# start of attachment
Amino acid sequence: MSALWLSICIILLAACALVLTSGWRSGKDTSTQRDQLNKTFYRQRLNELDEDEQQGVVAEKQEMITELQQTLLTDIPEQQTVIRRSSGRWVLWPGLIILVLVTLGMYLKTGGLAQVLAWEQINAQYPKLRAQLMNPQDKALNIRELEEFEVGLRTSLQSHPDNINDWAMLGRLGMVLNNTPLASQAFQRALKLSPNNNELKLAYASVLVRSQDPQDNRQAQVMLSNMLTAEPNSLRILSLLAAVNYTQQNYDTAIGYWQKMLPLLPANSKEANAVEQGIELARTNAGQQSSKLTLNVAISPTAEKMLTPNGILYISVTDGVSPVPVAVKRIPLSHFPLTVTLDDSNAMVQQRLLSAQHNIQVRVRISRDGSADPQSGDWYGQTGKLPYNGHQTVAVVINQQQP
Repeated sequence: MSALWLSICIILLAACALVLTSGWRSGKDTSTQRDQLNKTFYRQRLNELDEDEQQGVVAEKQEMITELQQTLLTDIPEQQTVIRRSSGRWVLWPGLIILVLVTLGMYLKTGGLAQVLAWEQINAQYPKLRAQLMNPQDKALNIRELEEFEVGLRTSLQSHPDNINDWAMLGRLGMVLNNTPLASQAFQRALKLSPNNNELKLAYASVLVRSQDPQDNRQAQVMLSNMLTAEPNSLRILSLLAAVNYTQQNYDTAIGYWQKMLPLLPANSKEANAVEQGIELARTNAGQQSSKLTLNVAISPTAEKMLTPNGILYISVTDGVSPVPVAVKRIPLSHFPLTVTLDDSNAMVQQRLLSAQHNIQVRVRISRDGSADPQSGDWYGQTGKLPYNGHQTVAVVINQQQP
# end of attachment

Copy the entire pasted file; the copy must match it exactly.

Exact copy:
Amino acid sequence: MSALWLSICIILLAACALVLTSGWRSGKDTSTQRDQLNKTFYRQRLNELDEDEQQGVVAEKQEMITELQQTLLTDIPEQQTVIRRSSGRWVLWPGLIILVLVTLGMYLKTGGLAQVLAWEQINAQYPKLRAQLMNPQDKALNIRELEEFEVGLRTSLQSHPDNINDWAMLGRLGMVLNNTPLASQAFQRALKLSPNNNELKLAYASVLVRSQDPQDNRQAQVMLSNMLTAEPNSLRILSLLAAVNYTQQNYDTAIGYWQKMLPLLPANSKEANAVEQGIELARTNAGQQSSKLTLNVAISPTAEKMLTPNGILYISVTDGVSPVPVAVKRIPLSHFPLTVTLDDSNAMVQQRLLSAQHNIQVRVRISRDGSADPQSGDWYGQTGKLPYNGHQTVAVVINQQQP
Repeated sequence: MSALWLSICIILLAACALVLTSGWRSGKDTSTQRDQLNKTFYRQRLNELDEDEQQGVVAEKQEMITELQQTLLTDIPEQQTVIRRSSGRWVLWPGLIILVLVTLGMYLKTGGLAQVLAWEQINAQYPKLRAQLMNPQDKALNIRELEEFEVGLRTSLQSHPDNINDWAMLGRLGMVLNNTPLASQAFQRALKLSPNNNELKLAYASVLVRSQDPQDNRQAQVMLSNMLTAEPNSLRILSLLAAVNYTQQNYDTAIGYWQKMLPLLPANSKEANAVEQGIELARTNAGQQSSKLTLNVAISPTAEKMLTPNGILYISVTDGVSPVPVAVKRIPLSHFPLTVTLDDSNAMVQQRLLSAQHNIQVRVRISRDGSADPQSGDWYGQTGKLPYNGHQTVAVVINQQQP